Arts journalist and writer, mentor to many in the arts community and theatre critic James Waites passed away at Coogee Beach on the morning of the 12th February, aged 58.
James had been suffering from long-term illnesses and had recently been diagnosed with Parkinson’s Disease. With his health in terminal decline, he made the considered decision for his last swim to be at Coogee while he was still in a position to do so.
Jim Waites will be remembered by all who knew him as a deeply compassionate individual who was a Son of Josette and Tom, much-loved brother of David, Frances (dec.) and Tricia, beloved uncle to Kirsten, Christopher and Aiden’ and favourite nephew and cousin to Waites, Heffernan, Jenkins and Craig families.
He was a colleague, lover, mentor, teacher and friend of many.
Details of a memorial service will be available on this site and elsewhere from Friday 21st February 2014.
The Australian Arts community have acknowledged his passing on Facebook, Twitter, blogs and print press. Selected links are included at the end of the brief and potted biography that follows. Read the rest of this entry »
I started this piece as a round up of the 2012 Sydney Festival and then got side-tracked with some money-earning and other responsibilities. Mean-time I didn’t stop seeing shows and other outings so I will try and do a catch up piece. First some paragraphs I wrote not long after the Festival closed on 29 January – and now its 11 March!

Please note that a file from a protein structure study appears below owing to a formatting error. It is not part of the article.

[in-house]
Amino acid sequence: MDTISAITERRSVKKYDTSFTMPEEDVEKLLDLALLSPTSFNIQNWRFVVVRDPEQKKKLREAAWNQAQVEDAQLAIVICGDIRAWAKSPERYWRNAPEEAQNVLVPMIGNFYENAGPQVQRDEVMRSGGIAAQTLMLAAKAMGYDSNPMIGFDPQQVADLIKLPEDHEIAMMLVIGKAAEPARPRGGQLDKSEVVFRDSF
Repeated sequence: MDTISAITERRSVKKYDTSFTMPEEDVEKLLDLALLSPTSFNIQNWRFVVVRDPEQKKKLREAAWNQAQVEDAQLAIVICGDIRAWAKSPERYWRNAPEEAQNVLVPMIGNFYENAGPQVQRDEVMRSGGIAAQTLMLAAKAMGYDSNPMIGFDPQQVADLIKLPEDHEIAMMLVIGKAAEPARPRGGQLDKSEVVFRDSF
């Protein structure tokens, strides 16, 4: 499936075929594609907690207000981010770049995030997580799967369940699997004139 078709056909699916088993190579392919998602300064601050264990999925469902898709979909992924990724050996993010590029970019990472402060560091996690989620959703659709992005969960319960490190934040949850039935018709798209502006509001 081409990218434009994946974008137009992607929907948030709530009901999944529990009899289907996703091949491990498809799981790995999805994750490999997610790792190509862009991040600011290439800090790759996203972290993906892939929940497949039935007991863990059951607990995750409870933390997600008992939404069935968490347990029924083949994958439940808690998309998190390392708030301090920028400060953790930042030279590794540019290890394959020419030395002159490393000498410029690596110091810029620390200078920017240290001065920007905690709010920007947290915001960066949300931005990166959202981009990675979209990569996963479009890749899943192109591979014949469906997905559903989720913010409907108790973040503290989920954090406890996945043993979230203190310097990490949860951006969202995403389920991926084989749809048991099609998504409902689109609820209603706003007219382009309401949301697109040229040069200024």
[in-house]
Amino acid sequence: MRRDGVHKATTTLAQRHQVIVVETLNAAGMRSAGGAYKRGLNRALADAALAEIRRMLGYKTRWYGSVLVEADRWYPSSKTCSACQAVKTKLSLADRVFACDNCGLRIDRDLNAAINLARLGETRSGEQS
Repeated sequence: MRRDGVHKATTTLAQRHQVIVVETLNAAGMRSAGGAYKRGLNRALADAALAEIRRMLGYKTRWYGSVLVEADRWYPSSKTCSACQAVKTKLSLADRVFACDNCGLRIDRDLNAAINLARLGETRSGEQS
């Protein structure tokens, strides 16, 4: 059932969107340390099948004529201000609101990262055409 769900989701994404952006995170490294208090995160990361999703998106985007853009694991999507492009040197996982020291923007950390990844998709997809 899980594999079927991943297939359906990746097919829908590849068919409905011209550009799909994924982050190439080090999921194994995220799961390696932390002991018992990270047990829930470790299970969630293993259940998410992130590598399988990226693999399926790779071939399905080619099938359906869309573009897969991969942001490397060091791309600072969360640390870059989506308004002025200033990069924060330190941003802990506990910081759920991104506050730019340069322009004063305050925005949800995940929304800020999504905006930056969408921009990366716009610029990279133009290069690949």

Last night (meaning two weeks ago) I was in a big room at Carriageworks, part of a salubrious crowd saying goodbye to Lindy Hume Read the rest of this entry »
I have been seeing a show a night for the past week with just one more before the 2012 Sydney Festival is over for me. I am grouping some of them here, as they kinda go together. Besides I need to get back to my real job – the bank manager in my brain is hassling me. I have seen more of this festival than I have for quite a while. All of it has been interesting, some of it quite special, with the home-made fare more impressive than the imported.
Paul White in Afternoon of the Faun
Certainly more stylistically and formally advanced. Others may hold a different view, depending on what they have encountered. I did not see Babel, for example, which was greatly admired by many. But as dance, I wonder if it could have Read the rest of this entry »